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Late Summer’s Chorus

Cicadas, crickets and katydids can create quite a racket

You hear them everywhere: driving in your car with the top down, sitting outside on a warm, summer evening and falling asleep to their songs with your windows open. Who are they? Cicadas, crickets and katydids — the trio you hear separately or together at all hours — starting in spring and belting out a peak performance this time of year.
    Cicadas entice my cats with their buzz when their bodies spasm around on the ground.
    Crickets’ chirping brings back memories of my childhood where I spent summers outside from dawn to dusk.
    Katydids get their name from how their song sounds, Katy did, Katy didn’t.
    Put all three insects together at the same time, and you can get quite a racket.

    Cicadas come in many species. Several are periodical cicadas, emerging every 13 or 17 years, like the broods that hatched this spring.
    Annual cicadas of many species emerge every year during summer’s dog days, hence the name Dog Day Cicadas. All have different calls. Some call in the morning, others at mid-day and still others, at dusk or in the evening.
    Cicadas are among the loudest insects; a swarm can produce sounds up to 120 decibels. At about 115 decibels, that’s louder than a rock concert and comparable to the noise from a chainsaw. Humans start to experience pain from sound at the 110 to 120 decibel level.
    Cicadas gravitate to other noisy objects, like lawnmowers, because female cicadas mistake them for singing males, and male cicadas will follow in order to continue wooing the females.
    Hear and see cicadas at

    Crickets chirp. Male crickets, that is. Females don’t bother.
    Males make two romantic songs, a louder calling song when trying to attract females and repel males; and a courting song when the female is nearby and the romance has begun.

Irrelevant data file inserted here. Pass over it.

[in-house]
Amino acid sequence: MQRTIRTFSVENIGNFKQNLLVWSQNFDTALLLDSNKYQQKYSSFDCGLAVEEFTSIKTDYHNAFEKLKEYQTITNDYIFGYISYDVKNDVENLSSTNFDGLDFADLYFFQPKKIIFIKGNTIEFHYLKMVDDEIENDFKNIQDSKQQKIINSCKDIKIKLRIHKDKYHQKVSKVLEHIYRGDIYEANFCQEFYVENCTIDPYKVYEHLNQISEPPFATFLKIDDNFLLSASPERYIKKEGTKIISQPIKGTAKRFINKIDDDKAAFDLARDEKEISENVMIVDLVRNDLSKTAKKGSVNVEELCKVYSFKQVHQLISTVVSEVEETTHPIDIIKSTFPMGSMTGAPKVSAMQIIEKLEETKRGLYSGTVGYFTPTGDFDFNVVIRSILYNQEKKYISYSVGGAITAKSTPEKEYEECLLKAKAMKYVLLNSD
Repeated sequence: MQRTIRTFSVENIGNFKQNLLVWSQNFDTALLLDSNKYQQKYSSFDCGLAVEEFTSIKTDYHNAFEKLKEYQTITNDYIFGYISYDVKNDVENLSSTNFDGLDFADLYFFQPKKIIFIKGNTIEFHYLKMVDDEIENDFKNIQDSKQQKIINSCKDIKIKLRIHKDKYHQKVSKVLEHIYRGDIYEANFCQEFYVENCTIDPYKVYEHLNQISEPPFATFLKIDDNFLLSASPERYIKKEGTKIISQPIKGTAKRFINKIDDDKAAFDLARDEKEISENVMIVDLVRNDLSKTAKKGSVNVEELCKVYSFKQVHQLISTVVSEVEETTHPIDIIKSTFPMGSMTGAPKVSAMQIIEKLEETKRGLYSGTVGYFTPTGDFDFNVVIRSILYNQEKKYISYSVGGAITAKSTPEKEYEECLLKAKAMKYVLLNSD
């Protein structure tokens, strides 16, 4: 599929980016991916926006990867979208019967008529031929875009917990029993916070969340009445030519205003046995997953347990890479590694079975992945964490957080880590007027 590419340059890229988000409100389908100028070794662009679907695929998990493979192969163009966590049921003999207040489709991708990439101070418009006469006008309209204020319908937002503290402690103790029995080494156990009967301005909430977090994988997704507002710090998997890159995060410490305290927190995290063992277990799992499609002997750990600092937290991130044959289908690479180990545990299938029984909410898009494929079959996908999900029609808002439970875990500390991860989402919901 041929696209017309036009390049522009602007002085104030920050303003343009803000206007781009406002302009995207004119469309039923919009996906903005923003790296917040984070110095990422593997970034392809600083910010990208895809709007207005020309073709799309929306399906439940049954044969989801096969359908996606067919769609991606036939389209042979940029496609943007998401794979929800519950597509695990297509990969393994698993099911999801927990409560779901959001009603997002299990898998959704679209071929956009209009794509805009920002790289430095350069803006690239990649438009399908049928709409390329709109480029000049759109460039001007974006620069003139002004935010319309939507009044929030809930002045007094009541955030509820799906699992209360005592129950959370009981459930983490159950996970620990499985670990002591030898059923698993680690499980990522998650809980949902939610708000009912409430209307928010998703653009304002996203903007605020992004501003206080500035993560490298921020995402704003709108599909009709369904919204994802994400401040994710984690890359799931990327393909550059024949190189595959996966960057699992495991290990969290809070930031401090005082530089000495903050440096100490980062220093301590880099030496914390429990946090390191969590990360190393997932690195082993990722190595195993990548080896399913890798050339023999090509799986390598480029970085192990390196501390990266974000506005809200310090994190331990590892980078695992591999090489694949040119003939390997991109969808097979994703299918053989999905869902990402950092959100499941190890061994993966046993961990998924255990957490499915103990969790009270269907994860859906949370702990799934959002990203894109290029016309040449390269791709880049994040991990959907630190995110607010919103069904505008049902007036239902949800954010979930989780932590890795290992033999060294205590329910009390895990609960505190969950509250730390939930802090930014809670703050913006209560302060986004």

Besides romantic chirps, males chirp at competitors and danger.
    Males generate the chirp sound by raising their left forewing and rubbing it against the upper edge of the right forewing.
    Temperature affects the speed of chirps. The higher the temperature, the more chirps a minute a cricket generates. You can predict the temperature by counting the number of chirps and using the following equation: The number of chirps in 15 seconds plus 37 equals the temperature in Fahrenheit.
    At 52 degrees, crickets chirp about 60 times a minute.

    The insects we hear at night are mostly katydids.
    Katydids rub their wings together to produce their song that is part of their courtship. Their ears’ tympana — or hearing organs — are in their front legs.
    Males are crooners, as they sing their way into the hearts of females by rubbing their forewings together to create a distinctive melody. They do this by raking a file, a modified vein with teeth located on their left forewing, over their right forewing.
    Females do the same, responding with their call, which sounds almost like a chorus of whisperers, with a sshhh sound, but at a higher volume.
    Katydids predict the weather. They begin singing about three months before the first hard frost. After it hits, they become silent.
    “All three should be singing for a good month or more,” says Andy Brown, Battle Creek Cypress Swamp senior naturalist.
    “The cicadas will finish before the crickets and katydids, who will be heard all the way up to the first freeze.”

Hear and see crickets and katydids at: and